Retraction Watch

Tracking retractions as a window into the scientific process

How much does a retracted result pollute the field?

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Research Integrity and Peer Review

When a paper is retracted, how many other papers in the same field — which either cite the finding or cite other papers that do — are affected?

That’s the question examined by a study published in BioMed Central’s new journal, Research Integrity and Peer Review. Using the case of a paper retracted from Nature in 2014, the authors found that subsequent research that cites the retracted paper often repeats the problematic finding, thereby spreading it throughout the field. However, papers that indirectly cited the retracted result — by citing the papers that cited the Nature paper, but not the Nature paper itself — typically don’t repeat the retracted result, which limits its spread.

Here’s how the authors describe their findings in the paper:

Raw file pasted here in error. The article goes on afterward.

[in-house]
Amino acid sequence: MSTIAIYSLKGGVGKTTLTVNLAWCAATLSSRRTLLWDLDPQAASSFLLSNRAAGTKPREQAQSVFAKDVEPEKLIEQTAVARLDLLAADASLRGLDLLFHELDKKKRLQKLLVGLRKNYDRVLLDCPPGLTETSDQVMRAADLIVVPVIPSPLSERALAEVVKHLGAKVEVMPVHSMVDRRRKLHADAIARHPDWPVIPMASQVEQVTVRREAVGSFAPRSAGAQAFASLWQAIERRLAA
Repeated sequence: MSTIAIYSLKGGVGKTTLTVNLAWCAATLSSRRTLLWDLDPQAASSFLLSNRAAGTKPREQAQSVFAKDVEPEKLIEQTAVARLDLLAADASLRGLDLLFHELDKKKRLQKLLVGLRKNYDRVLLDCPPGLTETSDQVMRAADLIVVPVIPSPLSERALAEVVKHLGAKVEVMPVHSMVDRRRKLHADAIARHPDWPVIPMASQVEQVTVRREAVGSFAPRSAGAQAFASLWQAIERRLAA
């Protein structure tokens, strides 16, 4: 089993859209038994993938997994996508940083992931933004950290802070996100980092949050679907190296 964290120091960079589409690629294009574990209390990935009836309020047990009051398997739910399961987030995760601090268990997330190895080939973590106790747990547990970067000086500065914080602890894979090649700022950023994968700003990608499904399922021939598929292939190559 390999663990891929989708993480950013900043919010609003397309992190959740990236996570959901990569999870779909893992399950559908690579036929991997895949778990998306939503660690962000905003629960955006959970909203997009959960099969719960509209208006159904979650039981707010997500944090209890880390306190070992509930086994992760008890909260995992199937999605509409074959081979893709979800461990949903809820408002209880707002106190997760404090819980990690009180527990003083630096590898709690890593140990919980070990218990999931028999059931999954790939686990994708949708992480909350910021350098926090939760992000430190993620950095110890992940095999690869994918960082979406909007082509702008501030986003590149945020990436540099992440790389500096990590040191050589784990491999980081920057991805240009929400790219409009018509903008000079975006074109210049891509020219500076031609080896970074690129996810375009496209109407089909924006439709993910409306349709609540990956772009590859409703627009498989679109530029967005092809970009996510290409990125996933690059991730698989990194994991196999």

We show that directly citing articles is an important source of propagation of retracted research results. In contrast, in our case study indirect citations do not contribute to the propagation of the retracted result.

One limitation to the paper, which the authors readily acknowledge: They looked at citation chains that resulted from only one paper, “The NAD-dependent deacetylase SIRT2 is required for programmed necrosis,” that suggested that the enzyme sirtuin-2 — implicated in aging — is associated with cellular necrosis. As we reported in 2014, the authors retracted it after multiple groups could not reproduce some of the data.

The retracted paper — by Nisha Narayan et al — was the start of a citation network studied by Paul E van der Vet and Harm Nijveen, the study’s authors from the Netherlands Bioinformatics Centre and Wageningen University in the Netherlands, respectively. In a joint statement, they told us more about their method:

…we collected papers in two rounds that [we] will call 2014 and 2015, respectively. In each round we collected all papers that directly cite the Narayan paper, papers that directly cite those papers, and so on, until we arrived at papers that are not themselves cited. We did so exhaustively. We did not count rounds, we just followed each branch as it unfolded while we were searching.

They went on:

In this way, in 2014 we collected 187 papers of which 37 directly cite the Narayan paper; in 2015, we collected 1626 papers of which 57 cite Narayan directly. We read all papers that directly cite the Narayan paper in both rounds.